Since the matrix change, 4th draws in a series have sold 14.3M tickets on average. If this is how many tickets are sold, the probability of various numbers of winners is as follows:

0

90.68%

1

8.87%

2

0.43%

3

0.01%

The mixed linear/exponential model (switch to exponential at draw 13) is already relatively close at predicting the cash values - the cash values being what it is designed to predict. Although I report the average annuity values in these charts, this is for convenience since this about which people tend to think because of the way the media reports jackpots. The true value is connected with cash value. In any case the model suggests the following long term probabilities for jackpot evolution, ignoring caps and reserves:

New Jersey United States Member #21206 September 4, 2005 949 Posts Offline

Posted: April 27, 2006, 5:47 am - IP Logged

Powerball has rolled. The cash jackpot is $22.1. The annuity jackpot is $49M.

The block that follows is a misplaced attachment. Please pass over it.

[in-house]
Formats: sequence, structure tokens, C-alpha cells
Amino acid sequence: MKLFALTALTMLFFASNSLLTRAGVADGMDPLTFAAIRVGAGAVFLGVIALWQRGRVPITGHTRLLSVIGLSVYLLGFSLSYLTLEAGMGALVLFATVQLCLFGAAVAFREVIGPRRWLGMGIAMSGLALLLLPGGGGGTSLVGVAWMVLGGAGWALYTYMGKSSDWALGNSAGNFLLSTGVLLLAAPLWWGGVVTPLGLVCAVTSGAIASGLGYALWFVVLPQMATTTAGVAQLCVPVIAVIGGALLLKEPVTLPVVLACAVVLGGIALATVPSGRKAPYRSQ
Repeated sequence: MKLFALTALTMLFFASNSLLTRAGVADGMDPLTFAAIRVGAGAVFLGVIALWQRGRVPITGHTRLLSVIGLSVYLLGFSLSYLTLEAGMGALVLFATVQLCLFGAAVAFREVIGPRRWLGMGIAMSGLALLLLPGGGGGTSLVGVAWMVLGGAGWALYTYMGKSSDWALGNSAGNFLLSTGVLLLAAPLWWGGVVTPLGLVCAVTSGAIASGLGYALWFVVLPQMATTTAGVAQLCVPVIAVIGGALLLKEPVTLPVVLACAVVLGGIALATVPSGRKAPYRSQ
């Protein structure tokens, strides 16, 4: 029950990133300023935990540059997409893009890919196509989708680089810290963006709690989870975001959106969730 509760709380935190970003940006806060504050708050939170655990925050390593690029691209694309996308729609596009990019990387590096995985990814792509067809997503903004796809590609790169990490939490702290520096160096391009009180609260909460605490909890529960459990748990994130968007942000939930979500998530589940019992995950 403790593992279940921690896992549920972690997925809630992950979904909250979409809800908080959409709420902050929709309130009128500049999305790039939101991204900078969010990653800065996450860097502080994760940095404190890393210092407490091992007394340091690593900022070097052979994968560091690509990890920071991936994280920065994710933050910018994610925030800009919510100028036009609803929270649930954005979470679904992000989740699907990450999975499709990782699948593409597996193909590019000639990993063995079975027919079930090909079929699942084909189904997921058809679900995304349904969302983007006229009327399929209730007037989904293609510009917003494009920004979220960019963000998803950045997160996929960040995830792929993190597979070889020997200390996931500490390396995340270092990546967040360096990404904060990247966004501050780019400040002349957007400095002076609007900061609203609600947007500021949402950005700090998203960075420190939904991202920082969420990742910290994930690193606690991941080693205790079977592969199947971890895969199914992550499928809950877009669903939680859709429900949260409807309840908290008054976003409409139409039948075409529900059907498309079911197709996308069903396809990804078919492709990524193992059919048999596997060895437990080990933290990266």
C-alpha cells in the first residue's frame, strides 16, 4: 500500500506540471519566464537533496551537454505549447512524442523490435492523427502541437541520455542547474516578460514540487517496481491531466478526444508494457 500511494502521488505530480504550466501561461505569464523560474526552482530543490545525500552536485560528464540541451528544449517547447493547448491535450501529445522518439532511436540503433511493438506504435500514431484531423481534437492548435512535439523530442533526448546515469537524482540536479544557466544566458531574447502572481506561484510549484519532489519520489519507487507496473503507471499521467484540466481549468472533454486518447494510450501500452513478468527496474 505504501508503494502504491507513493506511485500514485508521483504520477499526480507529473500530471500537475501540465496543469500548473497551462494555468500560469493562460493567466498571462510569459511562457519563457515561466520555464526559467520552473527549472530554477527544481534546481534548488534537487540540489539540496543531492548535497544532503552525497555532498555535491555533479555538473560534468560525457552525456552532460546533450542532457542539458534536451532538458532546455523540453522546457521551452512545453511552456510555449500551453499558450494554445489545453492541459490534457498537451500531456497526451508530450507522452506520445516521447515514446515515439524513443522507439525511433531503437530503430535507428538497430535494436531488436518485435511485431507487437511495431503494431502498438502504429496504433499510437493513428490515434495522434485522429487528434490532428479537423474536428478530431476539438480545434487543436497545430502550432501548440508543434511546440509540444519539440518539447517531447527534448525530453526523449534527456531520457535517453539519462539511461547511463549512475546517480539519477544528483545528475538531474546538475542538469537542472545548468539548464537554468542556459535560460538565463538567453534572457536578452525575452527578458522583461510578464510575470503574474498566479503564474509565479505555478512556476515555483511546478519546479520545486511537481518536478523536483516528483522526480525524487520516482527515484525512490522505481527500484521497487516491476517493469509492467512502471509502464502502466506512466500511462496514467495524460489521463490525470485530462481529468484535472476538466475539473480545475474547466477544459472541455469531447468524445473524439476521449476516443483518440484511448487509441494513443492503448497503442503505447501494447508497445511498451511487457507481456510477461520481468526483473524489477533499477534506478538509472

Since the matrix change, 5th draws in a series have sold 14.9M tickets on average. If this is how many tickets are sold, the probability of various numbers of winners is as follows:

0

90.30%

1

9.21%

2

0.47%

3

0.02%

The mixed linear/exponential model (switch to exponential at draw 13) suggests the following long term probabilities for jackpot evolution, ignoring caps and reserves:

New Jersey United States Member #21206 September 4, 2005 949 Posts Offline

Posted: April 30, 2006, 1:35 am - IP Logged

Powerball has rolled. The cash jackpot is $27M. The annuity jackpot is $61M.

Since the matrix change, 5th draws in a series have sold 15.3M tickets on average. If this is how many tickets are sold, the probability of various numbers of winners is as follows:

New Jersey United States Member #21206 September 4, 2005 949 Posts Offline

Posted: April 30, 2006, 7:54 am - IP Logged

The mixed linear/exponential model (switch to exponential at draw 13) suggests the following long term probabilities for jackpot evolution, ignoring caps and reserves, will apply for the current $27M cash, $49M, advertised jackpot: